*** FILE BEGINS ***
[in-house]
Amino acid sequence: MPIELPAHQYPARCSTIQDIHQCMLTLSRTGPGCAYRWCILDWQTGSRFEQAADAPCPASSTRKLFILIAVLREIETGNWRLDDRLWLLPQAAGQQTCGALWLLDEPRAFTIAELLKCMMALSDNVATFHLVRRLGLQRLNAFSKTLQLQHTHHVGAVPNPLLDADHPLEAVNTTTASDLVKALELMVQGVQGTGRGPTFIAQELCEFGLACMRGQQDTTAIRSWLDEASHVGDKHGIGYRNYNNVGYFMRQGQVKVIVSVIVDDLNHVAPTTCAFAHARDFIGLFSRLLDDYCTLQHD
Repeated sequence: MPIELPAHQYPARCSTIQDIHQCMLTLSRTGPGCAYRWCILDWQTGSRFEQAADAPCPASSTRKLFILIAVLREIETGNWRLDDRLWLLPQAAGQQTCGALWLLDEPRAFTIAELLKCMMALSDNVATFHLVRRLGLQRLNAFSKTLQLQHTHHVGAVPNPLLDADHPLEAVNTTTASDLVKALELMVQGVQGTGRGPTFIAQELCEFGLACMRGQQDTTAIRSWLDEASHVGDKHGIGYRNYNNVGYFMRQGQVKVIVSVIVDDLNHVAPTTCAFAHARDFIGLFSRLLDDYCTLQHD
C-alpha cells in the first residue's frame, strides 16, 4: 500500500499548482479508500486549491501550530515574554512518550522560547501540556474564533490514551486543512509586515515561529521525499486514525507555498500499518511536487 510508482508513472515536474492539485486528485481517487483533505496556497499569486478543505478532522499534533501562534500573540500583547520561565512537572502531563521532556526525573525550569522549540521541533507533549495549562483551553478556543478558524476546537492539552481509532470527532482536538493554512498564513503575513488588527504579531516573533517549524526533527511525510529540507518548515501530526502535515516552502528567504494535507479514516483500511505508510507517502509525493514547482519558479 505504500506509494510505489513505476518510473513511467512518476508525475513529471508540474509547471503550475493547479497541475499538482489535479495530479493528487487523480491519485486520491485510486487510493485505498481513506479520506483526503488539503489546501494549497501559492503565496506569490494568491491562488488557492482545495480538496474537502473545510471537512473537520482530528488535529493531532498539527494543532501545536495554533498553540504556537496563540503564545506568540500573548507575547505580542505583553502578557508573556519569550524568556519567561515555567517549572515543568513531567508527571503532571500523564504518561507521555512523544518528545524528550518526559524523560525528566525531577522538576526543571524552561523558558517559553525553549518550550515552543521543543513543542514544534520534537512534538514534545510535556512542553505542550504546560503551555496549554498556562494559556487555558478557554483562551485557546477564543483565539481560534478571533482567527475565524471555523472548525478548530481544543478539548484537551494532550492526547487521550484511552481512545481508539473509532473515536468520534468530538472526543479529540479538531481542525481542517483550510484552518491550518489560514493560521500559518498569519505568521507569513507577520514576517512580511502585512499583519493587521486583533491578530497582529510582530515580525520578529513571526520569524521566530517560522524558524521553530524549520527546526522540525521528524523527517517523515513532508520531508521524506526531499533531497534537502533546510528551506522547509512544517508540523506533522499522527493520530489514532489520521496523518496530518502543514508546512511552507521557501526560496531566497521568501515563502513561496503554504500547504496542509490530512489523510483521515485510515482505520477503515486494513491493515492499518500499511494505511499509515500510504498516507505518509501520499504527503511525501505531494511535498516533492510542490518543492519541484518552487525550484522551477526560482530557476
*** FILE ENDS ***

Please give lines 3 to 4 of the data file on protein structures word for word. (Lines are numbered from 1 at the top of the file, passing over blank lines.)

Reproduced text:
Repeated sequence: MPIELPAHQYPARCSTIQDIHQCMLTLSRTGPGCAYRWCILDWQTGSRFEQAADAPCPASSTRKLFILIAVLREIETGNWRLDDRLWLLPQAAGQQTCGALWLLDEPRAFTIAELLKCMMALSDNVATFHLVRRLGLQRLNAFSKTLQLQHTHHVGAVPNPLLDADHPLEAVNTTTASDLVKALELMVQGVQGTGRGPTFIAQELCEFGLACMRGQQDTTAIRSWLDEASHVGDKHGIGYRNYNNVGYFMRQGQVKVIVSVIVDDLNHVAPTTCAFAHARDFIGLFSRLLDDYCTLQHD
C-alpha cells in the first residue's frame, strides 16, 4: 500500500499548482479508500486549491501550530515574554512518550522560547501540556474564533490514551486543512509586515515561529521525499486514525507555498500499518511536487 510508482508513472515536474492539485486528485481517487483533505496556497499569486478543505478532522499534533501562534500573540500583547520561565512537572502531563521532556526525573525550569522549540521541533507533549495549562483551553478556543478558524476546537492539552481509532470527532482536538493554512498564513503575513488588527504579531516573533517549524526533527511525510529540507518548515501530526502535515516552502528567504494535507479514516483500511505508510507517502509525493514547482519558479 505504500506509494510505489513505476518510473513511467512518476508525475513529471508540474509547471503550475493547479497541475499538482489535479495530479493528487487523480491519485486520491485510486487510493485505498481513506479520506483526503488539503489546501494549497501559492503565496506569490494568491491562488488557492482545495480538496474537502473545510471537512473537520482530528488535529493531532498539527494543532501545536495554533498553540504556537496563540503564545506568540500573548507575547505580542505583553502578557508573556519569550524568556519567561515555567517549572515543568513531567508527571503532571500523564504518561507521555512523544518528545524528550518526559524523560525528566525531577522538576526543571524552561523558558517559553525553549518550550515552543521543543513543542514544534520534537512534538514534545510535556512542553505542550504546560503551555496549554498556562494559556487555558478557554483562551485557546477564543483565539481560534478571533482567527475565524471555523472548525478548530481544543478539548484537551494532550492526547487521550484511552481512545481508539473509532473515536468520534468530538472526543479529540479538531481542525481542517483550510484552518491550518489560514493560521500559518498569519505568521507569513507577520514576517512580511502585512499583519493587521486583533491578530497582529510582530515580525520578529513571526520569524521566530517560522524558524521553530524549520527546526522540525521528524523527517517523515513532508520531508521524506526531499533531497534537502533546510528551506522547509512544517508540523506533522499522527493520530489514532489520521496523518496530518502543514508546512511552507521557501526560496531566497521568501515563502513561496503554504500547504496542509490530512489523510483521515485510515482505520477503515486494513491493515492499518500499511494505511499509515500510504498516507505518509501520499504527503511525501505531494511535498516533492510542490518543492519541484518552487525550484522551477526560482530557476